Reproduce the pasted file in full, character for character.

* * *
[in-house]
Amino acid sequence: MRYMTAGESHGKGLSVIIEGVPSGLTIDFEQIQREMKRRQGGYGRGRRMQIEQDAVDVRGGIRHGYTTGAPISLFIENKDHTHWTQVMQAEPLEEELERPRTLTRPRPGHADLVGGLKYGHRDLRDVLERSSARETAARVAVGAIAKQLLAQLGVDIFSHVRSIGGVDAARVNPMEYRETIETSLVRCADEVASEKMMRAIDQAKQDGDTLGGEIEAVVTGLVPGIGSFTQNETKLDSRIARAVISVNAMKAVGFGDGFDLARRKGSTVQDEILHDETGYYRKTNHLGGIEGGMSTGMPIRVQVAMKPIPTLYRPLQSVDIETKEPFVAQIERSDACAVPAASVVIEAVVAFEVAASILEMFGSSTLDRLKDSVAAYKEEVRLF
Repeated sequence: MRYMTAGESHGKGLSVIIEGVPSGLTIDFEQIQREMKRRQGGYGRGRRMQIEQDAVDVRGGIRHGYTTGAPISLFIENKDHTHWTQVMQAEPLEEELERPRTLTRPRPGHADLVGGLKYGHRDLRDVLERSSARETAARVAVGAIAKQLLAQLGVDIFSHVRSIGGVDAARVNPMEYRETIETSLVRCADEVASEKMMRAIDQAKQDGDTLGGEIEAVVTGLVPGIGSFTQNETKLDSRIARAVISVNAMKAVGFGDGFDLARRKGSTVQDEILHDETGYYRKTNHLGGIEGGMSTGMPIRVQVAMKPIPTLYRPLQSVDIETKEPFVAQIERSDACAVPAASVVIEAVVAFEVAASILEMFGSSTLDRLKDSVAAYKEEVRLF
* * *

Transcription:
[in-house]
Amino acid sequence: MRYMTAGESHGKGLSVIIEGVPSGLTIDFEQIQREMKRRQGGYGRGRRMQIEQDAVDVRGGIRHGYTTGAPISLFIENKDHTHWTQVMQAEPLEEELERPRTLTRPRPGHADLVGGLKYGHRDLRDVLERSSARETAARVAVGAIAKQLLAQLGVDIFSHVRSIGGVDAARVNPMEYRETIETSLVRCADEVASEKMMRAIDQAKQDGDTLGGEIEAVVTGLVPGIGSFTQNETKLDSRIARAVISVNAMKAVGFGDGFDLARRKGSTVQDEILHDETGYYRKTNHLGGIEGGMSTGMPIRVQVAMKPIPTLYRPLQSVDIETKEPFVAQIERSDACAVPAASVVIEAVVAFEVAASILEMFGSSTLDRLKDSVAAYKEEVRLF
Repeated sequence: MRYMTAGESHGKGLSVIIEGVPSGLTIDFEQIQREMKRRQGGYGRGRRMQIEQDAVDVRGGIRHGYTTGAPISLFIENKDHTHWTQVMQAEPLEEELERPRTLTRPRPGHADLVGGLKYGHRDLRDVLERSSARETAARVAVGAIAKQLLAQLGVDIFSHVRSIGGVDAARVNPMEYRETIETSLVRCADEVASEKMMRAIDQAKQDGDTLGGEIEAVVTGLVPGIGSFTQNETKLDSRIARAVISVNAMKAVGFGDGFDLARRKGSTVQDEILHDETGYYRKTNHLGGIEGGMSTGMPIRVQVAMKPIPTLYRPLQSVDIETKEPFVAQIERSDACAVPAASVVIEAVVAFEVAASILEMFGSSTLDRLKDSVAAYKEEVRLF